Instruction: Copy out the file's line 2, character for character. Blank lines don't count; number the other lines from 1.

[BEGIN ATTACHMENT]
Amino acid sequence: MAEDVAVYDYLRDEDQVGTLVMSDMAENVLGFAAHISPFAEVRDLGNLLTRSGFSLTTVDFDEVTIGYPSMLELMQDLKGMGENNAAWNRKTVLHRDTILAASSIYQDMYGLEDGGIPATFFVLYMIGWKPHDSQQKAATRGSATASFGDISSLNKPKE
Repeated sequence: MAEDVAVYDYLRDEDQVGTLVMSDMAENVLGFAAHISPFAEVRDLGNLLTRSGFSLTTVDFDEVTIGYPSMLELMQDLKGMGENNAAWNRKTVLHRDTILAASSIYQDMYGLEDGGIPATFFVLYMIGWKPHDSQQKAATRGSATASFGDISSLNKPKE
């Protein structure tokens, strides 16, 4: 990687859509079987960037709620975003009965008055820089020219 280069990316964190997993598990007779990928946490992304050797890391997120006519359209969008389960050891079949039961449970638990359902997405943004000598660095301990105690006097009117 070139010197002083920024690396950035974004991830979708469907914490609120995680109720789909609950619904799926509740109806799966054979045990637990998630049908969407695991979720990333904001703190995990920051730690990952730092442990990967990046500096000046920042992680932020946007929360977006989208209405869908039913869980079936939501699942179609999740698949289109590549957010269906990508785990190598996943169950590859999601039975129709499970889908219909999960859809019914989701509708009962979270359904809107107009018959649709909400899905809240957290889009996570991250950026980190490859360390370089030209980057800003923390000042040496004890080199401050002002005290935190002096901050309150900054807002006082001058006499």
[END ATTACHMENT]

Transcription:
Repeated sequence: MAEDVAVYDYLRDEDQVGTLVMSDMAENVLGFAAHISPFAEVRDLGNLLTRSGFSLTTVDFDEVTIGYPSMLELMQDLKGMGENNAAWNRKTVLHRDTILAASSIYQDMYGLEDGGIPATFFVLYMIGWKPHDSQQKAATRGSATASFGDISSLNKPKE